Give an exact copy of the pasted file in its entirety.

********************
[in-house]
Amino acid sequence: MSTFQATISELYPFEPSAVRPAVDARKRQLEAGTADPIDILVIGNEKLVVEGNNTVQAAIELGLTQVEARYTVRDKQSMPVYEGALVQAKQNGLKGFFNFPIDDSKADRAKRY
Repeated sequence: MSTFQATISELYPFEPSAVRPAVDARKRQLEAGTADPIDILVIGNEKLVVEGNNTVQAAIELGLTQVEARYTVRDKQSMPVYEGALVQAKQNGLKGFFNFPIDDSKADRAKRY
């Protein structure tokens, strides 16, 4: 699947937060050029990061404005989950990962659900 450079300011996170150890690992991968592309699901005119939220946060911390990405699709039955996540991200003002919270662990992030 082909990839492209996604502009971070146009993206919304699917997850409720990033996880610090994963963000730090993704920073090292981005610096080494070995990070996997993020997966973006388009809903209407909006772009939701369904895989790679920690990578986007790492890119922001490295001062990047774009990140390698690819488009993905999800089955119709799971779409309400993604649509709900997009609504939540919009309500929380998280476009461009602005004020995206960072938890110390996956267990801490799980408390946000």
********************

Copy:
[in-house]
Amino acid sequence: MSTFQATISELYPFEPSAVRPAVDARKRQLEAGTADPIDILVIGNEKLVVEGNNTVQAAIELGLTQVEARYTVRDKQSMPVYEGALVQAKQNGLKGFFNFPIDDSKADRAKRY
Repeated sequence: MSTFQATISELYPFEPSAVRPAVDARKRQLEAGTADPIDILVIGNEKLVVEGNNTVQAAIELGLTQVEARYTVRDKQSMPVYEGALVQAKQNGLKGFFNFPIDDSKADRAKRY
């Protein structure tokens, strides 16, 4: 699947937060050029990061404005989950990962659900 450079300011996170150890690992991968592309699901005119939220946060911390990405699709039955996540991200003002919270662990992030 082909990839492209996604502009971070146009993206919304699917997850409720990033996880610090994963963000730090993704920073090292981005610096080494070995990070996997993020997966973006388009809903209407909006772009939701369904895989790679920690990578986007790492890119922001490295001062990047774009990140390698690819488009993905999800089955119709799971779409309400993604649509709900997009609504939540919009309500929380998280476009461009602005004020995206960072938890110390996956267990801490799980408390946000």